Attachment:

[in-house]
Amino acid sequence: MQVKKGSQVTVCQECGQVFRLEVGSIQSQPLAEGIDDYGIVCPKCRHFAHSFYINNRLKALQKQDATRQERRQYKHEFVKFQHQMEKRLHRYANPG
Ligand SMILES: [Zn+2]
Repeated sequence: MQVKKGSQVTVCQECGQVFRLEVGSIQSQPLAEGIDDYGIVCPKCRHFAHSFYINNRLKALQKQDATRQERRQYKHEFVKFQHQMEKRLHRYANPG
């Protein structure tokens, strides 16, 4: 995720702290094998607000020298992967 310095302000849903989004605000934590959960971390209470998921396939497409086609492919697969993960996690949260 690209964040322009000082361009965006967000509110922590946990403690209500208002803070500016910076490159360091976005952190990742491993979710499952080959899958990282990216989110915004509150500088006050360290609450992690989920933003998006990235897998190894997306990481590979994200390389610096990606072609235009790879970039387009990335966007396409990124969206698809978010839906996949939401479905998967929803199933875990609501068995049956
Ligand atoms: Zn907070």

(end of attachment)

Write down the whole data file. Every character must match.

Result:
[in-house]
Amino acid sequence: MQVKKGSQVTVCQECGQVFRLEVGSIQSQPLAEGIDDYGIVCPKCRHFAHSFYINNRLKALQKQDATRQERRQYKHEFVKFQHQMEKRLHRYANPG
Ligand SMILES: [Zn+2]
Repeated sequence: MQVKKGSQVTVCQECGQVFRLEVGSIQSQPLAEGIDDYGIVCPKCRHFAHSFYINNRLKALQKQDATRQERRQYKHEFVKFQHQMEKRLHRYANPG
């Protein structure tokens, strides 16, 4: 995720702290094998607000020298992967 310095302000849903989004605000934590959960971390209470998921396939497409086609492919697969993960996690949260 690209964040322009000082361009965006967000509110922590946990403690209500208002803070500016910076490159360091976005952190990742491993979710499952080959899958990282990216989110915004509150500088006050360290609450992690989920933003998006990235897998190894997306990481590979994200390389610096990606072609235009790879970039387009990335966007396409990124969206698809978010839906996949939401479905998967929803199933875990609501068995049956
Ligand atoms: Zn907070």